603rd ACS Strikes for Final Time at Aviano

AVIANO AIR BASE, Italy -- Another chapter of Air Force history came to a close July 3 at Aviano Air Base as the 603rd Air Control Squadron called "Primo," the unit call sign, for the last time before the unit is inactivated.

The 603rd ACS, one of two Air Force theater air control systems in Europe, is being inactivated as part of a larger U.S. Air Force effort to save more than $28 billion in the next five years.

"I am incredibly proud and honored to be the commander of these fine men and women as they perform their final duties as (members of the 603rd ACS)," said Lt. Col. Stephen Carocci, the commander of the 603rd ACS. "Although we are (inactivating) the 603rd, the squadron isn't viewing this as the end, just a closing of a chapter."

Since the squadron's reactivation in 1991 as the 603rd ACS, the squadron of more than 300 Airmen has brought its unique capabilities to every location the squadron has deployed to.

From the Balkans supporting Operations Deny Flight, Deliberate Force and Allied Force, to current Operations like Enduring Freedom, Operation Iraqi Freedom and support to the 2008 presidential visit to Africa, the 603rd ACS "Scorpions" have showcased their unique capability to "strike" where needed.

"What makes us unique is our self-sufficiency that is apparent in our day-to-day operations here at Aviano (Air Base)," said Tech. Sgt. Joel Bickle, a 603rd ACS digital systems section chief. "With exception to the land we are sitting on, we are a completely self-reliant force that can pack up and deploy anywhere, whether that is a fully built-up base or a small field in the middle of nowhere, to deliver our capability to the warfighters."

The air control squadron is composed of more than 20 officers and 280 enlisted Airmen. It has more than 20 Air Force specialties, ranging from supply Airmen to the operators controlling the aircraft and everything in-between to make them a self-sufficient force with worldwide capabilities.

The squadron provides air assets a clear mission picture through its command and control capability using Tactical Air Operations Modules -- small trailers that house the equipment that keeps the pilots in the air in touch with the operator's inside.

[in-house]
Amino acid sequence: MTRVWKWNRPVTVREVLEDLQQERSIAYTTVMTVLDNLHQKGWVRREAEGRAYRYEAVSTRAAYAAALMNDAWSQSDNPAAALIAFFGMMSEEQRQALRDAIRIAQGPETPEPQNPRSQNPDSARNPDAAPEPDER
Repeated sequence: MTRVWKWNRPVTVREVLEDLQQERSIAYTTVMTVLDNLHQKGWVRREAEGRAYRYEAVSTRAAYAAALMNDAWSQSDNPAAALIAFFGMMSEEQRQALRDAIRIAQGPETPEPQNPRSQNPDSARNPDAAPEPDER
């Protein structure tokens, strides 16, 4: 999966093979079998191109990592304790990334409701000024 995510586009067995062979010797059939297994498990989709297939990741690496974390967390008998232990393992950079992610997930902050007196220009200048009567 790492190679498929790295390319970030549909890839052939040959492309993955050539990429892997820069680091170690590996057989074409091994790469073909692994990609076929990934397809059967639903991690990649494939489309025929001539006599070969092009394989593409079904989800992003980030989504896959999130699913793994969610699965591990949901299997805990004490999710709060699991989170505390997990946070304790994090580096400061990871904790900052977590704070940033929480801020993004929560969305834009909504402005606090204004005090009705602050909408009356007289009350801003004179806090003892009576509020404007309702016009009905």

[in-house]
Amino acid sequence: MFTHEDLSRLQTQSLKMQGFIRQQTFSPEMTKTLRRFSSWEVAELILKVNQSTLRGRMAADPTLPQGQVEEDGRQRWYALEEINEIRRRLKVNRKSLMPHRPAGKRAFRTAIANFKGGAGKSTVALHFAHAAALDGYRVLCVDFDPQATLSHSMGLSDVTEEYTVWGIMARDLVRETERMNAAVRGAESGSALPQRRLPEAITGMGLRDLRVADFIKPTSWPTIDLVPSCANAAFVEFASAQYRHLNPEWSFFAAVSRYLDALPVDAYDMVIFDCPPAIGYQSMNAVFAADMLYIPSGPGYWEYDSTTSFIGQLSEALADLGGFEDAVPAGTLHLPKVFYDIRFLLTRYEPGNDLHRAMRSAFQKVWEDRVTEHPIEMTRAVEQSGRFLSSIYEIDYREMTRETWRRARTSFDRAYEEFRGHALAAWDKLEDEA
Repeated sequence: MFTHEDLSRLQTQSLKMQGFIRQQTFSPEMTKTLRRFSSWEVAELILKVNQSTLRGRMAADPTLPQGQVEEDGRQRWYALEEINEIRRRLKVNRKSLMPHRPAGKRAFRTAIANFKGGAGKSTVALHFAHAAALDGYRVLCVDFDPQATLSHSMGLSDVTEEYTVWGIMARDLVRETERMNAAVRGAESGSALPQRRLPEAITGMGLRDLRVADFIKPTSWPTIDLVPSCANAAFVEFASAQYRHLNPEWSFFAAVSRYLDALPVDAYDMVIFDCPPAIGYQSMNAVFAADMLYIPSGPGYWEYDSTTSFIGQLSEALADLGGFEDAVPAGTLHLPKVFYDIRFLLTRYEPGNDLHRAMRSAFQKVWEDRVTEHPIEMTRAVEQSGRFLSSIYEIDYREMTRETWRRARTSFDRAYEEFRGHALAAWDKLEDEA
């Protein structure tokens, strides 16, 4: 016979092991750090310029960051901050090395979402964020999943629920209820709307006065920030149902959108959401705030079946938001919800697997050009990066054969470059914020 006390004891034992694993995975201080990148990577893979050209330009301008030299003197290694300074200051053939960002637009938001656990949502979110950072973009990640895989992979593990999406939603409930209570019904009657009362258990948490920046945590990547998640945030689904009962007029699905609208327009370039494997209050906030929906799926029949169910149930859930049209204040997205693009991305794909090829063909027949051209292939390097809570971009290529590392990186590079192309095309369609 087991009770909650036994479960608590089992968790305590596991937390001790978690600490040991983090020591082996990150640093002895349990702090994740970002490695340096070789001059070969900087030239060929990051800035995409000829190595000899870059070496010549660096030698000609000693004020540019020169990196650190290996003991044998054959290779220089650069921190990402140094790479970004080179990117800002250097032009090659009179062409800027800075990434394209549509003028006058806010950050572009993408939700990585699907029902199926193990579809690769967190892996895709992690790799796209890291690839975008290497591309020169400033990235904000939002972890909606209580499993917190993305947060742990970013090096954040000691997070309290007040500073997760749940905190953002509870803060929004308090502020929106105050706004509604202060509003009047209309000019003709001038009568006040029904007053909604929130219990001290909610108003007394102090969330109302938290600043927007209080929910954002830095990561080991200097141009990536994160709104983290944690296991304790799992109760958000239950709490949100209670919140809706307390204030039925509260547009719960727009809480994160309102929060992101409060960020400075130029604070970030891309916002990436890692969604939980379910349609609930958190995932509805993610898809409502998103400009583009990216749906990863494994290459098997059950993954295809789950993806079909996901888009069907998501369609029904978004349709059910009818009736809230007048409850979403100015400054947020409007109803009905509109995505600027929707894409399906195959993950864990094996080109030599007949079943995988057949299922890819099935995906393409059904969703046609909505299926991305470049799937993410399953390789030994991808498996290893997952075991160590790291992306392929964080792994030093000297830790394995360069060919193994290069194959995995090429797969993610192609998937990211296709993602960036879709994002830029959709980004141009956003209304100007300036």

These small containers, capable of being packed and forward deployed to any area, are the secret to the unit's worldwide capability. Since most deployed locations have already built up a full infrastructure, there is little need for this capability in most cases.

The last instance that the full TAOM system was deployed was during the 2008 presidential visit to Africa.

"Although I am sad to see the 603rd (ACS) being (inactivated), I am truly honored to be a part of the final mission here at Aviano," said Staff Sgt. Erik Kalanquin, a 603rd ACS weapons director and one of the last people in the Air Force to use the call sign "Primo". "Although this capability is leaving Aviano, the experience we have gained working here will strengthen the air control community Air Force wide."

For many of the operators in the 603rd ACS, this will likely ring true as they go on to other air control squadrons in Germany, the Pacific theater or head back to the U.S., but for many support Airmen the change back to traditional Air Force units will take some adjusting.

"We are a big family here; it doesn't matter if you are a vehicle maintainer, supply troop, radio maintenance or one of the operational guys, we all have a special bond," said Staff Sgt. Fernando Reyes, a material control supervisor for the 603rd ACS. "Going back to a normal squadron will take some getting used to after having this strong sense of community."

Although the squadron's mission on Aviano AB is complete, there is still one final task for the Airmen to succeed at before the squadron is officially inactivated in the spring of 2013: one final deployment.

The deployment, which began July 5, will see the roughly 150 members of the 603rd ACS doing what they have perfected during the last 20 years -- delivering air power to those who need it on the ground in deployed locations throughout Southwest Asia.

"To know that what you are doing is directly helping our brothers and sisters who are on the ground in life or death situations, there is nothing like it," Bickle said.

Members not deploying will begin the bittersweet task of breaking down the equipment to be sent to other units that will take over the squadron's responsibilities.

"Although the 603rd is (inactivating), I hope at some point the Scorpion strike is seen again in the future of our Air Force," Carocci said. "This squadron provides a unique opportunity to all those fortunate enough to be a part of it, and we will carry that on with us to our future assignments forever."

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